Monday, March 15, 2010
SC State University’s Fine Arts Center Gallery is currently hosting “Character Recognition,” an exhibition by artist Myra Greene. The exhibition will be on display through Monday, March 15, 2010.
“Character Recognition” is a series of 45 close-up photographic images of Greene exploring her features in detail. Greene’s ambrotypes are created by exposing specially prepared glass plates to light. The technique predates more familiar photographic processes and harkens back to the era when slavery and colonization reined.
“Confronted with an up swell of bigotry both personal and public, I was forced to ask myself, what do people see when they look at me?” muses Greene. “Am I nothing but black? Is that skin tone enough to describe my nature and expectation in life? Do my strong teeth make me a strong worker? Does my character resonate louder than my skin tone?” Greene ponders when creating her latest artwork.
Many of Greene’s projects also include photography, printmaking, sound, as well as digital production work. She melds these processes into exploring issues about the body, memory, the absorption of culture and the ever-shifting identity of African Americans.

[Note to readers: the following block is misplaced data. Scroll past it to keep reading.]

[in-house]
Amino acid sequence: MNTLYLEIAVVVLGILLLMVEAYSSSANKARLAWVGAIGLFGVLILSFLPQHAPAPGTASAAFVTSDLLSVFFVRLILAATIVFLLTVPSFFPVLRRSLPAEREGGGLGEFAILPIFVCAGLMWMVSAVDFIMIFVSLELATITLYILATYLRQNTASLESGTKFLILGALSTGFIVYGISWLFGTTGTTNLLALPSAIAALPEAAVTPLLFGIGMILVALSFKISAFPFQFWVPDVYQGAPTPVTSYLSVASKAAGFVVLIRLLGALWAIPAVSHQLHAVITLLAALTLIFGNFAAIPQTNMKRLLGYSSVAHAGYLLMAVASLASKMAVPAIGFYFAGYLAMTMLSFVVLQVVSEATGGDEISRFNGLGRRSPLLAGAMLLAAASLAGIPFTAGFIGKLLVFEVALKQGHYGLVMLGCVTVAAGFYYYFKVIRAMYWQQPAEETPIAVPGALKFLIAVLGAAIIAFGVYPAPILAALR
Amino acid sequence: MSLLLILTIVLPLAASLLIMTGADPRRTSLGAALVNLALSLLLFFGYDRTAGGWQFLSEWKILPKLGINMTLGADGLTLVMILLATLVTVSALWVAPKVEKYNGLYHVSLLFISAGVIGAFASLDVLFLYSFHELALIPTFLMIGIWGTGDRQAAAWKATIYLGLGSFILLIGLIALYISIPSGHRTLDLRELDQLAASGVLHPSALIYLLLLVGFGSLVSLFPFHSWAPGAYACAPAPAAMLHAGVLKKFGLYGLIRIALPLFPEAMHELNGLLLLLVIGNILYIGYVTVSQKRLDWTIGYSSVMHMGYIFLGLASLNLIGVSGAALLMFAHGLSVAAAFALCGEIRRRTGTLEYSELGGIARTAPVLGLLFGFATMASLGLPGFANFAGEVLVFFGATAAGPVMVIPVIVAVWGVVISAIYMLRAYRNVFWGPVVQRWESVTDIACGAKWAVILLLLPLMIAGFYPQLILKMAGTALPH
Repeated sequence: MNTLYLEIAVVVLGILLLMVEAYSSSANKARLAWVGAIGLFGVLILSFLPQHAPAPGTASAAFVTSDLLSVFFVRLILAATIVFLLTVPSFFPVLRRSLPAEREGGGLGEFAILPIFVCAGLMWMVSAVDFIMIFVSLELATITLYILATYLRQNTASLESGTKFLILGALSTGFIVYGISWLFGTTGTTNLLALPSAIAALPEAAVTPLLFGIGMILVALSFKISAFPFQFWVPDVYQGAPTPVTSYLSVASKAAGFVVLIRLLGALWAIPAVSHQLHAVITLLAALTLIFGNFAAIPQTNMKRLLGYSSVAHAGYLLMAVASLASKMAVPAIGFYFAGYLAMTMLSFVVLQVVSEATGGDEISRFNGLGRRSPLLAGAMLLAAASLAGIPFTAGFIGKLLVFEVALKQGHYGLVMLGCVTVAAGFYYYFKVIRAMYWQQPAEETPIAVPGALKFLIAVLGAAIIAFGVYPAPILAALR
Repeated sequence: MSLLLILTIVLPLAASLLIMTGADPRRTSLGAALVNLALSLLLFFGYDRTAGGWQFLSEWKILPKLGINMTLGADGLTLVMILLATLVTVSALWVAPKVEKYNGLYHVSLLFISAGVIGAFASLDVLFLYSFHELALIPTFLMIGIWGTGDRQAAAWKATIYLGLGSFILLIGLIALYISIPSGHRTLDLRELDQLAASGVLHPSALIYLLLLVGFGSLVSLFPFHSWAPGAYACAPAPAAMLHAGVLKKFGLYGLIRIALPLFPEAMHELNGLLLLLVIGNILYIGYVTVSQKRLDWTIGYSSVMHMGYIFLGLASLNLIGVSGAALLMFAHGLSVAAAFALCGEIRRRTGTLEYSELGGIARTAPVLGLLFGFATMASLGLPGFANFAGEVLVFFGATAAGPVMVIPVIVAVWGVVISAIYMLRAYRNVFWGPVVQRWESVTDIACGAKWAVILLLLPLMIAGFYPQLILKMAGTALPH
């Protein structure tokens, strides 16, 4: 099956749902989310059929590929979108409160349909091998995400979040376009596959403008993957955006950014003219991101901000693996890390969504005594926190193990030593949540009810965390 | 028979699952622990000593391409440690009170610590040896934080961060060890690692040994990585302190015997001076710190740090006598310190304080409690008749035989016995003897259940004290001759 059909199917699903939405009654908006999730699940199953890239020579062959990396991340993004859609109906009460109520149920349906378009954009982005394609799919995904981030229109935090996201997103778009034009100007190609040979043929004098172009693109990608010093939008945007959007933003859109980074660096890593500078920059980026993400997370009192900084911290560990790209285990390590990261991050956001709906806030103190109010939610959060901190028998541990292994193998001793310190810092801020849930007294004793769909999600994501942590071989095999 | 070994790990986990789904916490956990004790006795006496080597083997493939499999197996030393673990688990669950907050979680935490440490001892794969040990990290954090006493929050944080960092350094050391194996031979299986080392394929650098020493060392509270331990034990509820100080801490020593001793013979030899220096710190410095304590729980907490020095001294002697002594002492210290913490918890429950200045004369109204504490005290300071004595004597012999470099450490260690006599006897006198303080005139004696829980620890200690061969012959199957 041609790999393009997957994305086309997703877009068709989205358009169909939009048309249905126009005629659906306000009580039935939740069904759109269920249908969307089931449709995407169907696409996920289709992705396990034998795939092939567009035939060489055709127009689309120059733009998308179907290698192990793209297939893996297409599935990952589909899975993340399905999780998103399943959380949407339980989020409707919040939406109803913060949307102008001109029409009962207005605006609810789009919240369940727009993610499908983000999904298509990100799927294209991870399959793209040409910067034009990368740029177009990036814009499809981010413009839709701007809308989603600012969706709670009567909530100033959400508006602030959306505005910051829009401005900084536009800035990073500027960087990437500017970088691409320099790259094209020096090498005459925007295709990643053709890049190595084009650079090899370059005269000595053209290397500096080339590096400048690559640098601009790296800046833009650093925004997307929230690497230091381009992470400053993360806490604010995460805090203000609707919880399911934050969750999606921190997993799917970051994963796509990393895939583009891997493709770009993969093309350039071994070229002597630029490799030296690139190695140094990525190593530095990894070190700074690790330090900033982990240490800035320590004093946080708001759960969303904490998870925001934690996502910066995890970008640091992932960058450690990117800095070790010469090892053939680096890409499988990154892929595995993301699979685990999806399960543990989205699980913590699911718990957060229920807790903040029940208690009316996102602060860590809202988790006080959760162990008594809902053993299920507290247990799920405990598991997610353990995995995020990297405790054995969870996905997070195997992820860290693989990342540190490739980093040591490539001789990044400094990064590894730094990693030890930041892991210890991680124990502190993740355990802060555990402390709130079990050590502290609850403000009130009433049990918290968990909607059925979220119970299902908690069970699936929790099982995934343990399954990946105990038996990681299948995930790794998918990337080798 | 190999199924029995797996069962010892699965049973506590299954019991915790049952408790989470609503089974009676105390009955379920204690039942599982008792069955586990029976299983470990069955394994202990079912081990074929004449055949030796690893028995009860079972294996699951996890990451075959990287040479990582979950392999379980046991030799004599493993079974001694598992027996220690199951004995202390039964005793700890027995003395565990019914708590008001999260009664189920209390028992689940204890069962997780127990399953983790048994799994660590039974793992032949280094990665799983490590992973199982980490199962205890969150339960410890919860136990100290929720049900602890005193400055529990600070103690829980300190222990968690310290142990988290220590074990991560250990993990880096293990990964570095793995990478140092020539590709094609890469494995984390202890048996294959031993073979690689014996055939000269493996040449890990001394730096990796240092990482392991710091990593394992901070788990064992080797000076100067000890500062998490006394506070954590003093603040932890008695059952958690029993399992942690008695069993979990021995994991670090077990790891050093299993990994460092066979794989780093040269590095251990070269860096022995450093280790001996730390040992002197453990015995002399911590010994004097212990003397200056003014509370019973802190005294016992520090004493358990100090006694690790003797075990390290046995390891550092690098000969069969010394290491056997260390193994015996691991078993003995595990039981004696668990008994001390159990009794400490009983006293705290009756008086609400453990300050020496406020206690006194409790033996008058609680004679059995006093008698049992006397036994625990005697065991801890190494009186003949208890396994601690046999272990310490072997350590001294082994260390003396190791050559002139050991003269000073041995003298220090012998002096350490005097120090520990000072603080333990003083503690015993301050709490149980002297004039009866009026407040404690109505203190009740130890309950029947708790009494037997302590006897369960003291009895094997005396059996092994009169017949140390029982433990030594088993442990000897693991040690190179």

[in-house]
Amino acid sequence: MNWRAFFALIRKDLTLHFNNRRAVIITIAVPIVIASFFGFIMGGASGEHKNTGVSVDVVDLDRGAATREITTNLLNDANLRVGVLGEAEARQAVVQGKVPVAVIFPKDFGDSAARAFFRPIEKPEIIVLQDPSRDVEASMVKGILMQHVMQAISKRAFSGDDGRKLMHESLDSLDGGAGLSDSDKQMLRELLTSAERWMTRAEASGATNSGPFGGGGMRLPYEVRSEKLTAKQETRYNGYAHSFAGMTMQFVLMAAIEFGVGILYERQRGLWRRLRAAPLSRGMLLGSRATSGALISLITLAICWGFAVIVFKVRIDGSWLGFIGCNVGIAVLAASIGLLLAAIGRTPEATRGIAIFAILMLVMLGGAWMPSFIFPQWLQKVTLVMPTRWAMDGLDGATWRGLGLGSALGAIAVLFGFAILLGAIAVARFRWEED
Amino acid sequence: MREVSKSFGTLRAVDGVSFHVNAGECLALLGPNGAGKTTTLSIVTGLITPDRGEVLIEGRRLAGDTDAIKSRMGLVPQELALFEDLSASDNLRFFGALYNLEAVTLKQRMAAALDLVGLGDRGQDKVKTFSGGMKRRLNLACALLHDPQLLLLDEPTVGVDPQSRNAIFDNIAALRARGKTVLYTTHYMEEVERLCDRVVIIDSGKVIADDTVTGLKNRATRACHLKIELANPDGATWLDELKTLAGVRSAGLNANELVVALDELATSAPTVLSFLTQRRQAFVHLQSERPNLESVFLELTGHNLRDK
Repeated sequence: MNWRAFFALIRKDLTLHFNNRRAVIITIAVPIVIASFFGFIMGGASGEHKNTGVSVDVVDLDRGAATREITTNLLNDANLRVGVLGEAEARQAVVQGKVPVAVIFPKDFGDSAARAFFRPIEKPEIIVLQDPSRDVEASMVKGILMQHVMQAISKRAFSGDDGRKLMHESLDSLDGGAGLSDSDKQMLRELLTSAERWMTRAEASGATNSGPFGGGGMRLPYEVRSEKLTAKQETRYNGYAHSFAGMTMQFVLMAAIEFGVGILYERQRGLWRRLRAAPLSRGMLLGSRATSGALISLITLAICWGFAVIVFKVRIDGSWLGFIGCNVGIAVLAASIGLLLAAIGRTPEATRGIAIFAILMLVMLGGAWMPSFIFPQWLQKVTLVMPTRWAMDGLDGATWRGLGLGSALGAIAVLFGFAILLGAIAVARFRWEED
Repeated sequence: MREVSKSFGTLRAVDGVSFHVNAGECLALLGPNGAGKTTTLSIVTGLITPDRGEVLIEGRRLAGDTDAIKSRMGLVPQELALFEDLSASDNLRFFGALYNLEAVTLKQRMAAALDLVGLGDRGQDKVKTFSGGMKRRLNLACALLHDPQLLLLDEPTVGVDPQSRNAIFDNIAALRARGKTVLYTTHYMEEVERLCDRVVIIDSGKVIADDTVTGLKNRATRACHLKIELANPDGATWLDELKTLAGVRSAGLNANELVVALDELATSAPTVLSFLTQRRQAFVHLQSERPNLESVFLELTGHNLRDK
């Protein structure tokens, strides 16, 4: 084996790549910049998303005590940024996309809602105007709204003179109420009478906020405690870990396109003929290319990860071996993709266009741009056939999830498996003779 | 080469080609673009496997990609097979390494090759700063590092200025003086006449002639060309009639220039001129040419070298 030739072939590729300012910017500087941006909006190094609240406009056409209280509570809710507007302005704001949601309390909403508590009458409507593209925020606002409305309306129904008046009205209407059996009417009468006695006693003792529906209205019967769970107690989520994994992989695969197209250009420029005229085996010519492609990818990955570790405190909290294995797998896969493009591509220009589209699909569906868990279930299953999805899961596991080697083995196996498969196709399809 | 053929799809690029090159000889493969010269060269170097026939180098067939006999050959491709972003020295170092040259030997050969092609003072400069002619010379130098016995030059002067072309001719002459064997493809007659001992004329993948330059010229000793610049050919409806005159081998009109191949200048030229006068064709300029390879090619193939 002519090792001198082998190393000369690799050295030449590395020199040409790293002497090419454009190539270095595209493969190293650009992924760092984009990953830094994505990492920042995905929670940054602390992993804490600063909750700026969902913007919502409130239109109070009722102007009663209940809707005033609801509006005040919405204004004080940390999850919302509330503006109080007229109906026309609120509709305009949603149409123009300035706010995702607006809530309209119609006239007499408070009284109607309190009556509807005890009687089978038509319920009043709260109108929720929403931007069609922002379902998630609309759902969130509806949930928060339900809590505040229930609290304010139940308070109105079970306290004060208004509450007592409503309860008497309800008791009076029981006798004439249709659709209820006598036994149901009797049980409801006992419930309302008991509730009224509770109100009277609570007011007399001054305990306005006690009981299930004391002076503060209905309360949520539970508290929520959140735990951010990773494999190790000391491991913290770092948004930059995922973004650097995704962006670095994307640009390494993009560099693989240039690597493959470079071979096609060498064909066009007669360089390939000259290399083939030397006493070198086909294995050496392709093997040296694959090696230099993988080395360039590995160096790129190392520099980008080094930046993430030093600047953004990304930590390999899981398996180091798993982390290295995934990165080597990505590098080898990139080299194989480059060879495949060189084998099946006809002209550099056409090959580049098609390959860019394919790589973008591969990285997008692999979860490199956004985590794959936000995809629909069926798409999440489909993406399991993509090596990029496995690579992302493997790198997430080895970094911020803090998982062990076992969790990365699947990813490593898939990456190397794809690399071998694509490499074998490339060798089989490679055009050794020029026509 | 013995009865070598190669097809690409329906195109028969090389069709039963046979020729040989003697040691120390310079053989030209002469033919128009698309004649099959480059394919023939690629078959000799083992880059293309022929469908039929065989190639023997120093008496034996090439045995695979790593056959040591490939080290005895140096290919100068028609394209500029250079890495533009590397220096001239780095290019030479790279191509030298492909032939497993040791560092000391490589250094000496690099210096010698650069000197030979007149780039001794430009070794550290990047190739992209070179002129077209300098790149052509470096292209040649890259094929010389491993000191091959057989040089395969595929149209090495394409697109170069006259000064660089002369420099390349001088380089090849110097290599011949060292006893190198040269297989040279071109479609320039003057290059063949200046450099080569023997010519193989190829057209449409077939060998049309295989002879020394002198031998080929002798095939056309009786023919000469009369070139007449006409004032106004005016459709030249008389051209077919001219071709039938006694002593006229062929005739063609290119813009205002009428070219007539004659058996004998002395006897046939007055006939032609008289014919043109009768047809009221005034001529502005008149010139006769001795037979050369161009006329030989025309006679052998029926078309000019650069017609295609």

“Using a photographic process linked to the times of ethnographic classification, I repeatedly explore my ethnic features. The lessons learned are haunting and frightening in these modern times,” noted Greene.
Greene has been an artist in residence at Light Work in Syracuse, N.Y. and the Center of Photography in Woodstock, N.Y. Her work was recently included in “Double Exposure: African Americans Before and Behind the Camera”, at the Wadsworth Athenaeum Museum of Art in Hartford, Conn.
Greene currently serves as an assistant professor in the photography department at Columbia College Chicago in Chicago, Ill.
For more information on Myra Greene’s exhibition, visit her website at http://myragreene.com/or contact James Arendt, director of the SC State Gallery, at (803) 536-8918.